When is it OK for the state to put a prisoner to death? We at Amnesty International of course say “Never”. (And two-thirds of the world’s nations agree with us.) At the other end of the spectrum, US Supreme Court Justice Antonin Scalia says the state should be free to kill someone who has been convicted and sentenced to death in a “full and fair trial”, even if he can later show he is innocent.
The judge who presided over Troy Davis’ hearing in Savannah, GA, last month is likely to come down somewhere in the middle. But where? Amnesty International has just released a report that discusses Davis’ hearing and assesses what guidance there is internationally on this question. It turns out the world has a pretty common-sense suggestion for us. If there is doubt about someone’s guilt, there should be no execution.
Of course the language of the Safeguards Guaranteeing Protection of the Rights of Those Facing the Death Penalty, adopted by the United Nations Economic and Social Council in 1984 and endorsed by the UN General Assembly, is a little wordier than that, but not much:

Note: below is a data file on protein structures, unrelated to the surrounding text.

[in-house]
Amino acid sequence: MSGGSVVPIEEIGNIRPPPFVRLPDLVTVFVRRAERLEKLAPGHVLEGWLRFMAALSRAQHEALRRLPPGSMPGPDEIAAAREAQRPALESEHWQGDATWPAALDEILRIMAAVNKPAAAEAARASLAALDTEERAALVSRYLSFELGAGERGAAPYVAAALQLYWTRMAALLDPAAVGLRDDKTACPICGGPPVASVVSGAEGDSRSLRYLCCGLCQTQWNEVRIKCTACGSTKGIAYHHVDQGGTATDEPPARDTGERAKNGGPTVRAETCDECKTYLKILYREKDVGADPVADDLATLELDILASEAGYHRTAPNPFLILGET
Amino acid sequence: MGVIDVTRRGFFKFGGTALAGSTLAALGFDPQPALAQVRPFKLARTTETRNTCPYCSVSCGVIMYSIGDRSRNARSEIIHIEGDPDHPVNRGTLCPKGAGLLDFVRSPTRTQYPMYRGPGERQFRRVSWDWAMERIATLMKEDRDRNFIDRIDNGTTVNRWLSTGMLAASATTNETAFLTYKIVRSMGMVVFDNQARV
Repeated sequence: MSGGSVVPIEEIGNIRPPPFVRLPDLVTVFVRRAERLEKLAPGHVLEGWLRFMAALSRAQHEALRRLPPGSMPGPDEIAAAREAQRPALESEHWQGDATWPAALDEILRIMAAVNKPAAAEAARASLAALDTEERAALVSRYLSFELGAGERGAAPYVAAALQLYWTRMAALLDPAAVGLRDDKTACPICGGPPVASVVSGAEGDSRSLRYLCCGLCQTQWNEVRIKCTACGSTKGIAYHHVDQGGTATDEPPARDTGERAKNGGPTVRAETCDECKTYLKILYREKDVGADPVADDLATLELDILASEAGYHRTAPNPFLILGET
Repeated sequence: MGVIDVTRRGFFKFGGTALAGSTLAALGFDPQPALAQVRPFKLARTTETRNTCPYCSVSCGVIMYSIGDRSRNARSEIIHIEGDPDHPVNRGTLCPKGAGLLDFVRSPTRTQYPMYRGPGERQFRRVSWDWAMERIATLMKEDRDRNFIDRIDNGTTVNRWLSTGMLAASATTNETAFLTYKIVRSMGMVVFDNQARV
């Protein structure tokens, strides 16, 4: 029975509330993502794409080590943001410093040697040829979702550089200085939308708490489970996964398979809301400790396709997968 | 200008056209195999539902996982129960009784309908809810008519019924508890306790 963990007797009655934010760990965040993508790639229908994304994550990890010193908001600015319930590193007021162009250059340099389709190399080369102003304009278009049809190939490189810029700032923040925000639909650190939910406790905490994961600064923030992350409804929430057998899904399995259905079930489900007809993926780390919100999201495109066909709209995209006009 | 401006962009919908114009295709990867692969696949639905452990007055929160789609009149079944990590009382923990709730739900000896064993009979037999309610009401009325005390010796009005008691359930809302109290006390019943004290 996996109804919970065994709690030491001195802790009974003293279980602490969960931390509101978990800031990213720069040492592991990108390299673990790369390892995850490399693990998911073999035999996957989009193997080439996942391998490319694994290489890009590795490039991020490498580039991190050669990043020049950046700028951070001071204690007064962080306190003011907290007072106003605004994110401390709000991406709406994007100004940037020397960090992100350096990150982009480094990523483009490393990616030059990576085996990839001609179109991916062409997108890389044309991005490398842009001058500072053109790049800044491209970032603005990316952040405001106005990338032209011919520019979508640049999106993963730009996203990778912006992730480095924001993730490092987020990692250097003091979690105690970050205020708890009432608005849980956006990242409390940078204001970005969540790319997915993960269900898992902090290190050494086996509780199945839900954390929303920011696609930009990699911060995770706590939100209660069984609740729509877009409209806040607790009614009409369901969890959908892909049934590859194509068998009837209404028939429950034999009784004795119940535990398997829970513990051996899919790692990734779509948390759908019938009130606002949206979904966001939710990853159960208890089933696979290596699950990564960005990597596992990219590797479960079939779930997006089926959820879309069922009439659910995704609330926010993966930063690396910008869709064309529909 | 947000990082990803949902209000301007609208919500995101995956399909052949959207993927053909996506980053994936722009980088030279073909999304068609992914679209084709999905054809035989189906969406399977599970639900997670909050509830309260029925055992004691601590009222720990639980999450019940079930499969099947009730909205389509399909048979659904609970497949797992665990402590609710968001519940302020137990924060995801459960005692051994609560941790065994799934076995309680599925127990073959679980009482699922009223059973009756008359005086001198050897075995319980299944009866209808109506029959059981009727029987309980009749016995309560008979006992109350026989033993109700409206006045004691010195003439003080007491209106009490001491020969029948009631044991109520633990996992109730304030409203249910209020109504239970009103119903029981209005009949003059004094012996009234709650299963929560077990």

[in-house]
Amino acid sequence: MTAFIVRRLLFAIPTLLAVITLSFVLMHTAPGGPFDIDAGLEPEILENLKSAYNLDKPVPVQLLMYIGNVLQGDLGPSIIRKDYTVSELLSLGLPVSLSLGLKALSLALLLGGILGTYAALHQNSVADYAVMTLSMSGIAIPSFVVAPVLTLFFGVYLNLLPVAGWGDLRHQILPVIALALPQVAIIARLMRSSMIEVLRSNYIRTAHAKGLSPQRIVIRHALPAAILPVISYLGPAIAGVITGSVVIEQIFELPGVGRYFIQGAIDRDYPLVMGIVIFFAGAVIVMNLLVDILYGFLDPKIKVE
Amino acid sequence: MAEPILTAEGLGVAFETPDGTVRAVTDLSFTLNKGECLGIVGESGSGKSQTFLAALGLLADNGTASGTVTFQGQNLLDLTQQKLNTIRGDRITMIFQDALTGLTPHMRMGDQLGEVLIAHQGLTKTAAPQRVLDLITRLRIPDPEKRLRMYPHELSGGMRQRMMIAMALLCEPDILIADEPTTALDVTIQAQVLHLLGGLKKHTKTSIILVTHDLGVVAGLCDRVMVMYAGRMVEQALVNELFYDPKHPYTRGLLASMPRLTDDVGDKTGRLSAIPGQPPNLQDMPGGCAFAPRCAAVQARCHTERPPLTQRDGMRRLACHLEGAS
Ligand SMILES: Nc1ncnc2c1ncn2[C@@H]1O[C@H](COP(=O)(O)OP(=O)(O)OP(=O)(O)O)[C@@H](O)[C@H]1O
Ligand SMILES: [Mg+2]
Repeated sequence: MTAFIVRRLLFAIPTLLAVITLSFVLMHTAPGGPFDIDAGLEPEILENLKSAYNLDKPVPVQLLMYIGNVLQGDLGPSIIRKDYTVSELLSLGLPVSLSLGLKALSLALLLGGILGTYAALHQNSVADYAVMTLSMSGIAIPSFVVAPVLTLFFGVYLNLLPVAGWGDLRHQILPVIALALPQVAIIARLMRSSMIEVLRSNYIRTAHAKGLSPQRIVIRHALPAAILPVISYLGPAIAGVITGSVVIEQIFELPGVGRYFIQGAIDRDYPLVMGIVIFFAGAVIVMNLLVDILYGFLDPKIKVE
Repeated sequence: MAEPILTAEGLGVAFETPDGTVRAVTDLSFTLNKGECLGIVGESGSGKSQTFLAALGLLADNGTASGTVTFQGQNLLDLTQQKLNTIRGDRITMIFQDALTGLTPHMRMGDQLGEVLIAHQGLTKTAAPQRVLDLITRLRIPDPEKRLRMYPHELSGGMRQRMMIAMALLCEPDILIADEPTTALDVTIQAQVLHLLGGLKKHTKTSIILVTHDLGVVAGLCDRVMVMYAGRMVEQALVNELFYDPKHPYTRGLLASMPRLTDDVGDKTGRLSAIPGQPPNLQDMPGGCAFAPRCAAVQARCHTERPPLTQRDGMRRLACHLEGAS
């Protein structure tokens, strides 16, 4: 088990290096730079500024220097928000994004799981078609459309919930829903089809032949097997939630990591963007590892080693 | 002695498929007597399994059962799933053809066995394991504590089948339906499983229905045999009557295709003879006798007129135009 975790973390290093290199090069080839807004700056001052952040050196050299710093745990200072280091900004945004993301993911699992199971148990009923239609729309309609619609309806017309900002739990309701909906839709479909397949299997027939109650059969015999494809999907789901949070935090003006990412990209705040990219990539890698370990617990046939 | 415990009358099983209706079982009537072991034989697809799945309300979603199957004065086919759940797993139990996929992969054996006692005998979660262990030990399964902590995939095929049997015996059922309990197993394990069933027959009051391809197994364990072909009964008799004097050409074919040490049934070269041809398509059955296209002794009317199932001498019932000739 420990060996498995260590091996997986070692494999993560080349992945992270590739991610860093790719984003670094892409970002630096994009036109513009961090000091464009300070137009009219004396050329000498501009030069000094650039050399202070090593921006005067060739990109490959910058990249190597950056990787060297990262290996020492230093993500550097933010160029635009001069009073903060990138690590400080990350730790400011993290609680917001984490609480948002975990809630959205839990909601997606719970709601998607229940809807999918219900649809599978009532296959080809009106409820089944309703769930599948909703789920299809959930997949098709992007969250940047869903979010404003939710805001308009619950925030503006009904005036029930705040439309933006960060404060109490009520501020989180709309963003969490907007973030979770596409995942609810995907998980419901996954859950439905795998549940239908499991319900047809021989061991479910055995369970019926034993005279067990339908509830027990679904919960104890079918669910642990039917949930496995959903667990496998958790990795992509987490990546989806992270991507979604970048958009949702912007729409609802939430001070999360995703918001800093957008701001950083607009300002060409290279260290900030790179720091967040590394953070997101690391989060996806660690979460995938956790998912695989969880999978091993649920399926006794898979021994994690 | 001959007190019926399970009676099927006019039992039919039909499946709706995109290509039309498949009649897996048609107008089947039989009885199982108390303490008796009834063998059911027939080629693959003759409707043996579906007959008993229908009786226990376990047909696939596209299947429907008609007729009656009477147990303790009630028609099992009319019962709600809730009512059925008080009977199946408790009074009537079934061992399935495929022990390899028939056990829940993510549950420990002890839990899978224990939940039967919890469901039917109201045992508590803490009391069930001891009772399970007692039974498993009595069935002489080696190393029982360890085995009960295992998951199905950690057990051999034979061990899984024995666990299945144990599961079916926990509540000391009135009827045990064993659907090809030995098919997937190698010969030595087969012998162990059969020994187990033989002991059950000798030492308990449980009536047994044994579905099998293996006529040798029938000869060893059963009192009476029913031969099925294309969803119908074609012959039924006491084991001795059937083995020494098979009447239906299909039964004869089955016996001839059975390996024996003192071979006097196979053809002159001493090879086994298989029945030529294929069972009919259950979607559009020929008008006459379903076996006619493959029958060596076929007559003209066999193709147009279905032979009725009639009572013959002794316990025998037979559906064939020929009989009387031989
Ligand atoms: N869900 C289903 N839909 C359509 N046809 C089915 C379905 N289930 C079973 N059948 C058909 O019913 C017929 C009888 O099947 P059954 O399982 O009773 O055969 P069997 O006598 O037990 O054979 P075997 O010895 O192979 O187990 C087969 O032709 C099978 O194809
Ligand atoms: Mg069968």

Capital punishment may be imposed only when the guilt of the person charged is based upon clear and convincing evidence leaving no room for an alternative explanation of the facts.
The Troy Davis case is buried in doubts. Doubts from the witnesses whose recantations were are the heart of last month’s hearing, doubts from jurors (see pages 16-17), doubts from a former Georgia Supreme Court Justice who originally upheld his conviction, and even – with over 130 exonerations from death row since the 1970s – doubts about the reliability of the criminal justice system itself.
International opinion is slowly moving towards a consensus that all executions are an affront to human rights and human dignity, and an unacceptable abuse of power by the state. Not everyone agrees with that yet, but for now can’t we at least agree that no one should be put to death when there is so much doubt?